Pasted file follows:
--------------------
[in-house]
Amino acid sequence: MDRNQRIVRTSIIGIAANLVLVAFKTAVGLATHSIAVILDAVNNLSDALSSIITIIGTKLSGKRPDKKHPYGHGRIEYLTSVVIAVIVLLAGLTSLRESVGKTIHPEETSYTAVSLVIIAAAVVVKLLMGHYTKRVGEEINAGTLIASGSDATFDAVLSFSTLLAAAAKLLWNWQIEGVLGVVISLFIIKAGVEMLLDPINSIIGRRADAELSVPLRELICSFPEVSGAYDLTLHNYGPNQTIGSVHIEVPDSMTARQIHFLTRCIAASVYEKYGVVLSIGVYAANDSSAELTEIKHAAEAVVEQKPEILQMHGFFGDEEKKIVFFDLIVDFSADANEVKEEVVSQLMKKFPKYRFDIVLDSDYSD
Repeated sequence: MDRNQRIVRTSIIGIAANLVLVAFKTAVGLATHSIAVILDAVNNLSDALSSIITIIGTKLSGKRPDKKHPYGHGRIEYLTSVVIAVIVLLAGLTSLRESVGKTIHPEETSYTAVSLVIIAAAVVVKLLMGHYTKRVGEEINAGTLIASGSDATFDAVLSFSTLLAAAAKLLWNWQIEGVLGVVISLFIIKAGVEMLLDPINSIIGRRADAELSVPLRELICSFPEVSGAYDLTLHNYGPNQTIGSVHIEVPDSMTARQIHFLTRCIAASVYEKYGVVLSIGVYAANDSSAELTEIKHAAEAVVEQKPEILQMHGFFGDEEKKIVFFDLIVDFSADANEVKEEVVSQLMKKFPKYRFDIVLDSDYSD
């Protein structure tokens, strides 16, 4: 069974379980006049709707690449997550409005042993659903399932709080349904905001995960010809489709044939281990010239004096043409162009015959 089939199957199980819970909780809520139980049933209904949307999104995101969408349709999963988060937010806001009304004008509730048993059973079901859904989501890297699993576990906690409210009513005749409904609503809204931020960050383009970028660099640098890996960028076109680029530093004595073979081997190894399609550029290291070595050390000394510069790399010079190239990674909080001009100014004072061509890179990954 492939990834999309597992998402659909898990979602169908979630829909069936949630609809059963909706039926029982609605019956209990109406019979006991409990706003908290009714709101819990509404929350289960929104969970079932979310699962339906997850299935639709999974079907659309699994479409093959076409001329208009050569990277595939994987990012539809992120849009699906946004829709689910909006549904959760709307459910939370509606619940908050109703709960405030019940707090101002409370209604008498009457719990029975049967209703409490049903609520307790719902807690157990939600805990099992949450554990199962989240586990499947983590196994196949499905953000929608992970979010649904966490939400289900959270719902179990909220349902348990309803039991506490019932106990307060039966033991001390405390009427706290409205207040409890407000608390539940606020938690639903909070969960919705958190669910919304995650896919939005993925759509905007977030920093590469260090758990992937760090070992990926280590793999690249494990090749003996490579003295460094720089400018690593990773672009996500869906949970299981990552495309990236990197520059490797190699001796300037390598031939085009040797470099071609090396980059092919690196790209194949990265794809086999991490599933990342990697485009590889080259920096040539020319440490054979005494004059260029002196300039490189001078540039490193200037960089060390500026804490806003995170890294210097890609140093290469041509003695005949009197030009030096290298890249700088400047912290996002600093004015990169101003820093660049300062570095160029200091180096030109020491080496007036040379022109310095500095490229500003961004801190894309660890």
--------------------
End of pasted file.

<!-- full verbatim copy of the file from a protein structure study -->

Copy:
[in-house]
Amino acid sequence: MDRNQRIVRTSIIGIAANLVLVAFKTAVGLATHSIAVILDAVNNLSDALSSIITIIGTKLSGKRPDKKHPYGHGRIEYLTSVVIAVIVLLAGLTSLRESVGKTIHPEETSYTAVSLVIIAAAVVVKLLMGHYTKRVGEEINAGTLIASGSDATFDAVLSFSTLLAAAAKLLWNWQIEGVLGVVISLFIIKAGVEMLLDPINSIIGRRADAELSVPLRELICSFPEVSGAYDLTLHNYGPNQTIGSVHIEVPDSMTARQIHFLTRCIAASVYEKYGVVLSIGVYAANDSSAELTEIKHAAEAVVEQKPEILQMHGFFGDEEKKIVFFDLIVDFSADANEVKEEVVSQLMKKFPKYRFDIVLDSDYSD
Repeated sequence: MDRNQRIVRTSIIGIAANLVLVAFKTAVGLATHSIAVILDAVNNLSDALSSIITIIGTKLSGKRPDKKHPYGHGRIEYLTSVVIAVIVLLAGLTSLRESVGKTIHPEETSYTAVSLVIIAAAVVVKLLMGHYTKRVGEEINAGTLIASGSDATFDAVLSFSTLLAAAAKLLWNWQIEGVLGVVISLFIIKAGVEMLLDPINSIIGRRADAELSVPLRELICSFPEVSGAYDLTLHNYGPNQTIGSVHIEVPDSMTARQIHFLTRCIAASVYEKYGVVLSIGVYAANDSSAELTEIKHAAEAVVEQKPEILQMHGFFGDEEKKIVFFDLIVDFSADANEVKEEVVSQLMKKFPKYRFDIVLDSDYSD
């Protein structure tokens, strides 16, 4: 069974379980006049709707690449997550409005042993659903399932709080349904905001995960010809489709044939281990010239004096043409162009015959 089939199957199980819970909780809520139980049933209904949307999104995101969408349709999963988060937010806001009304004008509730048993059973079901859904989501890297699993576990906690409210009513005749409904609503809204931020960050383009970028660099640098890996960028076109680029530093004595073979081997190894399609550029290291070595050390000394510069790399010079190239990674909080001009100014004072061509890179990954 492939990834999309597992998402659909898990979602169908979630829909069936949630609809059963909706039926029982609605019956209990109406019979006991409990706003908290009714709101819990509404929350289960929104969970079932979310699962339906997850299935639709999974079907659309699994479409093959076409001329208009050569990277595939994987990012539809992120849009699906946004829709689910909006549904959760709307459910939370509606619940908050109703709960405030019940707090101002409370209604008498009457719990029975049967209703409490049903609520307790719902807690157990939600805990099992949450554990199962989240586990499947983590196994196949499905953000929608992970979010649904966490939400289900959270719902179990909220349902348990309803039991506490019932106990307060039966033991001390405390009427706290409205207040409890407000608390539940606020938690639903909070969960919705958190669910919304995650896919939005993925759509905007977030920093590469260090758990992937760090070992990926280590793999690249494990090749003996490579003295460094720089400018690593990773672009996500869906949970299981990552495309990236990197520059490797190699001796300037390598031939085009040797470099071609090396980059092919690196790209194949990265794809086999991490599933990342990697485009590889080259920096040539020319440490054979005494004059260029002196300039490189001078540039490193200037960089060390500026804490806003995170890294210097890609140093290469041509003695005949009197030009030096290298890249700088400047912290996002600093004015990169101003820093660049300062570095160029200091180096030109020491080496007036040379022109310095500095490229500003961004801190894309660890």